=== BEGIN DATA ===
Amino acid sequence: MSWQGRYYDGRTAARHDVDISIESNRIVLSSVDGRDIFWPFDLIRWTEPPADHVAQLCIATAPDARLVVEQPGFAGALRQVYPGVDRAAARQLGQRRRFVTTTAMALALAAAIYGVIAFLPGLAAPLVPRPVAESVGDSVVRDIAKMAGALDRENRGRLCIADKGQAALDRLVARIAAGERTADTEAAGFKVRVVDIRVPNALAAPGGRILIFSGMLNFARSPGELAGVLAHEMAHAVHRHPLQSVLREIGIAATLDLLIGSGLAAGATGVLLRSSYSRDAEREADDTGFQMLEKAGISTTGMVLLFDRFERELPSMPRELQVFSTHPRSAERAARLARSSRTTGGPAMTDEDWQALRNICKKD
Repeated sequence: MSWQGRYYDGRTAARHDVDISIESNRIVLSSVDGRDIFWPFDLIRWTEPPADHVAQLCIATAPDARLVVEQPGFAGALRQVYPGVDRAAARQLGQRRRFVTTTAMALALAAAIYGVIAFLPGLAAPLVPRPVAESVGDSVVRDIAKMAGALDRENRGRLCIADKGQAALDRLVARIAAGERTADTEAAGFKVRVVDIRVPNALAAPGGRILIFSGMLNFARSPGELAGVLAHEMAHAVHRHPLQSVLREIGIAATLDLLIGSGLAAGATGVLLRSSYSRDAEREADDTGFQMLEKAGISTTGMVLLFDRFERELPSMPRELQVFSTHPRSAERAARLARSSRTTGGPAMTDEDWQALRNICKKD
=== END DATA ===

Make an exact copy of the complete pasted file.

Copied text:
Amino acid sequence: MSWQGRYYDGRTAARHDVDISIESNRIVLSSVDGRDIFWPFDLIRWTEPPADHVAQLCIATAPDARLVVEQPGFAGALRQVYPGVDRAAARQLGQRRRFVTTTAMALALAAAIYGVIAFLPGLAAPLVPRPVAESVGDSVVRDIAKMAGALDRENRGRLCIADKGQAALDRLVARIAAGERTADTEAAGFKVRVVDIRVPNALAAPGGRILIFSGMLNFARSPGELAGVLAHEMAHAVHRHPLQSVLREIGIAATLDLLIGSGLAAGATGVLLRSSYSRDAEREADDTGFQMLEKAGISTTGMVLLFDRFERELPSMPRELQVFSTHPRSAERAARLARSSRTTGGPAMTDEDWQALRNICKKD
Repeated sequence: MSWQGRYYDGRTAARHDVDISIESNRIVLSSVDGRDIFWPFDLIRWTEPPADHVAQLCIATAPDARLVVEQPGFAGALRQVYPGVDRAAARQLGQRRRFVTTTAMALALAAAIYGVIAFLPGLAAPLVPRPVAESVGDSVVRDIAKMAGALDRENRGRLCIADKGQAALDRLVARIAAGERTADTEAAGFKVRVVDIRVPNALAAPGGRILIFSGMLNFARSPGELAGVLAHEMAHAVHRHPLQSVLREIGIAATLDLLIGSGLAAGATGVLLRSSYSRDAEREADDTGFQMLEKAGISTTGMVLLFDRFERELPSMPRELQVFSTHPRSAERAARLARSSRTTGGPAMTDEDWQALRNICKKD